Mino wrote:
If the array has a defined size, I use the stack ...
I think there should be one more criterion: If the array has a defined size and is "small" then use the stack, else use malloc/HeapAlloc.

The definition of "small" might be something like <=2kB. Don't forget about the 4kB guard page if you want to make it larger.
Post 25 May 2018, 16:05
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Mino



Joined: 14 Jan 2018
Posts: 160
Very well, thanks for the details Smile
I'd apply them!
Post 25 May 2018, 16:39
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Mino



Joined: 14 Jan 2018
Posts: 160
Hello again Smile
I would like to make sure of the reliability of the answer that Furs gave me (not that I doubt, but that I want to know exactly what I'm doing Wink ). Here is a model of code:

Code:
format PE
entry main

size_of_local_vars dd 4 ; 4 bits (?)

section '.code' code executable ; code
        main:

                neg eax
                lea eax, [ebp-size_of_local_vars+eax]

                mov dword [eax+0], 0
                mov dword [eax+4], 1    
    


So, here, I could add an "infinity" of values to the EAX registry, or do I stay limited?
And, why use EAX? Why not use AL, CX, ... I guess it's a byte thing, right?
How could I also move a non-pointed character string directly into EAX? Something like that:
Code:
                mov word [eax+0], "My string"
    

Or am I required to first define an area in memory that would contain this string :
Code:
                str db "My string"
                ...
                mov word [eax+0], [str]
    

____
I would also like to know the advantages and disadvantages of using this method.
And, if we consider this to be an array in a higher level language, how would we define several dimensions?

Thank you very much!

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Post 01 Jun 2018, 22:22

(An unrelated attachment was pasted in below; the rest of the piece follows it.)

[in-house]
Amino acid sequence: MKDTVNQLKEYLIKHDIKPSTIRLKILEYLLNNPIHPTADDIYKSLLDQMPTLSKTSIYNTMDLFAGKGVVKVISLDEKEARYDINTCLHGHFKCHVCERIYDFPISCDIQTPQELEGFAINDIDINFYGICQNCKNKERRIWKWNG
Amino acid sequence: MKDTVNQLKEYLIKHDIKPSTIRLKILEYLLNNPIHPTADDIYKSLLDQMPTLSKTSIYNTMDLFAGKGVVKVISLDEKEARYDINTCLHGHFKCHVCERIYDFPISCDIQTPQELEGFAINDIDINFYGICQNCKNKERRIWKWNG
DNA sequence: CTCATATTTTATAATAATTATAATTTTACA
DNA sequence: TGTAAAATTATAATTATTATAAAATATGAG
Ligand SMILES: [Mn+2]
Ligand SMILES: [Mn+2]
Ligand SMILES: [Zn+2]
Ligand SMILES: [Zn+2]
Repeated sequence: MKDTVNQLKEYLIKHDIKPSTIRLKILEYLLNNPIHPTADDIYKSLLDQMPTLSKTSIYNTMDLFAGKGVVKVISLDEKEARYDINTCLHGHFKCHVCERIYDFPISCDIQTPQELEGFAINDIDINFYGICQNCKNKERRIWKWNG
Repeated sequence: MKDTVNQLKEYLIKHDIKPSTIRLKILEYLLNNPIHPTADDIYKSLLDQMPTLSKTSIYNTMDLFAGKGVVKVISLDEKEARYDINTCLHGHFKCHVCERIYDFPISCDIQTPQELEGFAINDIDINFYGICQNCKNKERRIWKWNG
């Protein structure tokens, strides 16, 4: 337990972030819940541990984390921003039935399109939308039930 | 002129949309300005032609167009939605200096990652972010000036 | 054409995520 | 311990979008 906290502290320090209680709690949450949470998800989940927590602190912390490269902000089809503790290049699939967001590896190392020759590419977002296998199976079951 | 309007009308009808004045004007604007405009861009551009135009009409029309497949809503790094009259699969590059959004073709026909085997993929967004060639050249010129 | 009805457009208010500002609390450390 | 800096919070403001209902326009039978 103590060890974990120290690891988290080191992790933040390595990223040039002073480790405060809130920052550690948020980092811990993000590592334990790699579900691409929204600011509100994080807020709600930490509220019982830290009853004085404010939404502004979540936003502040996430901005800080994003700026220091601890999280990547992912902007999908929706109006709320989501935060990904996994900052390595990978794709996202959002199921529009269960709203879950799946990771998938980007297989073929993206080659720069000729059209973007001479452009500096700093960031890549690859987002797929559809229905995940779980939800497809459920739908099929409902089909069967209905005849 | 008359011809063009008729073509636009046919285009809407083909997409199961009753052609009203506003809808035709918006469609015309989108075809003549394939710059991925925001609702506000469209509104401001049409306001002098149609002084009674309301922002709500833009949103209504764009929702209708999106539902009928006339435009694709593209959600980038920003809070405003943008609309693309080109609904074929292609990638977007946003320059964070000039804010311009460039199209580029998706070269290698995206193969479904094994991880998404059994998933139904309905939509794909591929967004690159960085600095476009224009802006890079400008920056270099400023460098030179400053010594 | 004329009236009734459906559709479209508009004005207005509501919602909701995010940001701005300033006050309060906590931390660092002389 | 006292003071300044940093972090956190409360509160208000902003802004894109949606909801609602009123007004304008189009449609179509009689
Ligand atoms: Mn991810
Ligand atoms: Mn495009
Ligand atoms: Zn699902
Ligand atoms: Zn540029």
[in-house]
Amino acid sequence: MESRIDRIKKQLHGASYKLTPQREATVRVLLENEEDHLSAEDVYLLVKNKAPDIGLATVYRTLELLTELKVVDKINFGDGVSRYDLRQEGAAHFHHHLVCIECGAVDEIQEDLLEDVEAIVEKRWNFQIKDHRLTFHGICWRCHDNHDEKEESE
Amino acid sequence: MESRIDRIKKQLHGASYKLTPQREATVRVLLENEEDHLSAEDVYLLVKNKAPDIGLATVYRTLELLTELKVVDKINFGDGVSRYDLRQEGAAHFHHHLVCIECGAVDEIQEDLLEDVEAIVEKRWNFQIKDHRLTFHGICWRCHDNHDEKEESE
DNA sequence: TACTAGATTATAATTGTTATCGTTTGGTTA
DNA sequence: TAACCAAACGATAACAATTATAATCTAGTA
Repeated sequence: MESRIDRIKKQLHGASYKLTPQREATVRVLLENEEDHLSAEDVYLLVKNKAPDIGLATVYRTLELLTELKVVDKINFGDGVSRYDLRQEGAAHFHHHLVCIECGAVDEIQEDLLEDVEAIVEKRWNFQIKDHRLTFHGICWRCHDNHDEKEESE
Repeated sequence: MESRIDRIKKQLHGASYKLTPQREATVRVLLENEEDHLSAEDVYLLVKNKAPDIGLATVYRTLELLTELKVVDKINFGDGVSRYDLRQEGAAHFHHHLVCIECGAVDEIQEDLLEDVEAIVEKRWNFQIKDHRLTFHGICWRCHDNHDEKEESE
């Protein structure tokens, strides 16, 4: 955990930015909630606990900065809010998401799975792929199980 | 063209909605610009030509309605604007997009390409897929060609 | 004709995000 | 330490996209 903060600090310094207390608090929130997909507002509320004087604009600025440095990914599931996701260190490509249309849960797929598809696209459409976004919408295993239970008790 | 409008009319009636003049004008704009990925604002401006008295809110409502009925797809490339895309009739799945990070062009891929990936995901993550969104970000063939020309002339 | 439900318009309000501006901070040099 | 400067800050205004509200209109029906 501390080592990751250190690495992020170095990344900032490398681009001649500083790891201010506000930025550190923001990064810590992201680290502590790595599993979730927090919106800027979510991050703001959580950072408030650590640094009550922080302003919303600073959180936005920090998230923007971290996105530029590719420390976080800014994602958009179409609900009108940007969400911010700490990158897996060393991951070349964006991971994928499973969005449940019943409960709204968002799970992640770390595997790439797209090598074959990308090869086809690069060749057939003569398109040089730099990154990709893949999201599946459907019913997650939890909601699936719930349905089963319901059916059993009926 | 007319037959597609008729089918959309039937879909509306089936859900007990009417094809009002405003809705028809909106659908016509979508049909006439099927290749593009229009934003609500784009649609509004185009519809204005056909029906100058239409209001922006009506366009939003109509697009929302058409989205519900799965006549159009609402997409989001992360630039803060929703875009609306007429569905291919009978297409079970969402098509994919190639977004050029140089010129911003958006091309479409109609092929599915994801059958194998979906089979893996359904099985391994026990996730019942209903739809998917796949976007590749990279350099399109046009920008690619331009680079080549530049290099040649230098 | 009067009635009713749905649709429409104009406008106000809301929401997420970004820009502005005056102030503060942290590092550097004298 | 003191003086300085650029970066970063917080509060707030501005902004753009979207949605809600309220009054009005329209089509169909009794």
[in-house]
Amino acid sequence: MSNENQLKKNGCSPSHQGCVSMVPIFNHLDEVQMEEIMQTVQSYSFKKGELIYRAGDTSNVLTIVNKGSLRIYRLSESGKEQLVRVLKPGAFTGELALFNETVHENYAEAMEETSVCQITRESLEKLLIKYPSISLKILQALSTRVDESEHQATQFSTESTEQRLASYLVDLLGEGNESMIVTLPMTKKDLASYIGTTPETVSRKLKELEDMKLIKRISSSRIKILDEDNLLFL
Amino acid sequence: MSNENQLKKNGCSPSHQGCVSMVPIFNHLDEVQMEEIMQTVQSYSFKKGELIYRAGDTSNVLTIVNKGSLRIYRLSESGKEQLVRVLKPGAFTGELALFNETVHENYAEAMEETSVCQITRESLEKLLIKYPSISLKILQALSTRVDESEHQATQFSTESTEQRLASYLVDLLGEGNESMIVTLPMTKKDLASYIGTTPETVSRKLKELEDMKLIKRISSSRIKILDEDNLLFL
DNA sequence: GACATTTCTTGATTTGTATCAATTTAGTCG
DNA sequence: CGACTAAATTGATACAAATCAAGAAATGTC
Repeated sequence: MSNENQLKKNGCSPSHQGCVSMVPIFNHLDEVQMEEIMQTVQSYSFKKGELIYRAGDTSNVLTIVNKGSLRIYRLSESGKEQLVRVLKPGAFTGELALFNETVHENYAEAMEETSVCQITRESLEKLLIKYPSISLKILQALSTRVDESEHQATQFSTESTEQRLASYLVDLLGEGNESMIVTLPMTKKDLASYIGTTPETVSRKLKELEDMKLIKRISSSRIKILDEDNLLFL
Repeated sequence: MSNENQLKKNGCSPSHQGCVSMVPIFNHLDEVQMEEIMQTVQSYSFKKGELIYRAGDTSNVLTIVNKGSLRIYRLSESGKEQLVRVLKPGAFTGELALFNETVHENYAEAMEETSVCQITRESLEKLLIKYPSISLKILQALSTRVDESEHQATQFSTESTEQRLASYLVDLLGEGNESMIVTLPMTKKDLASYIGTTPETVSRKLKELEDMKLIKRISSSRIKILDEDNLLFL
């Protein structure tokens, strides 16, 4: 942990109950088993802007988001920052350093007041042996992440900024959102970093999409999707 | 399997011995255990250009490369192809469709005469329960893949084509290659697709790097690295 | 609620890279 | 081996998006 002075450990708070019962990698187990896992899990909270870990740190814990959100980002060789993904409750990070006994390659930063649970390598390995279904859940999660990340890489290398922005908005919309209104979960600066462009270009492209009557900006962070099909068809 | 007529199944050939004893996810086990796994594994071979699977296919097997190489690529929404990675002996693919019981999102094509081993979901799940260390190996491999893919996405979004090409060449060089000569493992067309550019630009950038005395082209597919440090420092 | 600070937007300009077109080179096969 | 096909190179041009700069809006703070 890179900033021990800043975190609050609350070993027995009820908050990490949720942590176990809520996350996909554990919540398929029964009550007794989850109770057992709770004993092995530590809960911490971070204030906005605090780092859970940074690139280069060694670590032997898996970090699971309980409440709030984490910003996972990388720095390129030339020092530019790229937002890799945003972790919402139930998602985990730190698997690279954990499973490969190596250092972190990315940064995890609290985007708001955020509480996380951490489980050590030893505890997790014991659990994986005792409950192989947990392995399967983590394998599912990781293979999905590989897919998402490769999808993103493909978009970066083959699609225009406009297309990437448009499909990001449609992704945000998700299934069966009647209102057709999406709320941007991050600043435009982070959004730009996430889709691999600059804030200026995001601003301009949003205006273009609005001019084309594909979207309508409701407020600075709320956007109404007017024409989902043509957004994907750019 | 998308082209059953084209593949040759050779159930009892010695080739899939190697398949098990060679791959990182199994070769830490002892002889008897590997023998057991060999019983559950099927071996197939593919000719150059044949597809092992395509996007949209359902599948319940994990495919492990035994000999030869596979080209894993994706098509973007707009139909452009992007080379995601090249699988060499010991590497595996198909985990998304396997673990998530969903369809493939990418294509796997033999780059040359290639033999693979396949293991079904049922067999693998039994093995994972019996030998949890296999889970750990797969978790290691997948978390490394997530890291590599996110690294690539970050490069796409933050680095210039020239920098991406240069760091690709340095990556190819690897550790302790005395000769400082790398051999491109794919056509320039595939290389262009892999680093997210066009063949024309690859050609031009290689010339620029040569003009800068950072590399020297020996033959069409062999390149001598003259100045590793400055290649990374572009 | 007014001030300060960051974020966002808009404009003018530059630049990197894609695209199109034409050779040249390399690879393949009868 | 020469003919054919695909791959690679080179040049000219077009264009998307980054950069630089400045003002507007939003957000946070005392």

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revolution
When all else fails, read the source


Joined: 24 Aug 2004
Posts: 16098
Location: Squiddler's Patch
In X86 dd defines a dword, which is four bytes, 32 bits.

In your code above you reserved four dwords, a total of 16 bytes.

You can use any register capable of addressing as the pointer. But CX and AL cannot be used as pointers. And in 32 bit code using BX would limit you to only the first 65536 bytes of memory.

If you want to transfer a string of bytes (e.g. "My string" is 9 bytes), then you have to do it by parts. In 32 bit mode only four bytes maximum can be transferred using the CPU registers like EAX. One way to copy a string from one place to another is to use a loop. You can transfer one byte at a time. First the 'M', then the 'y', then the space, etc. You can also use rep movsb. Or you can transfer four bytes at a time and have special code to handle to case of the remaining extra single bytes if there are any.


Last edited by revolution on 02 Jun 2018, 10:30; edited 1 time in total
Post 02 Jun 2018, 01:08
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Mino



Joined: 14 Jan 2018
Posts: 160
So I'm limited to 16 bytes?
This is not possible for example ? :
Code:
mov dword [eax+80656]
    

And if we had to translate that into C, would we have this ? :
Code:
int MyArray[] = { 0, 1, 2, 3, 4, 5 };
    

I would also like to know why we "go up" in the positives (+0, +4, +8, ...) and why not in the negatives (-0, -4, -8, ...)?
Thank you Smile
Post 02 Jun 2018, 07:54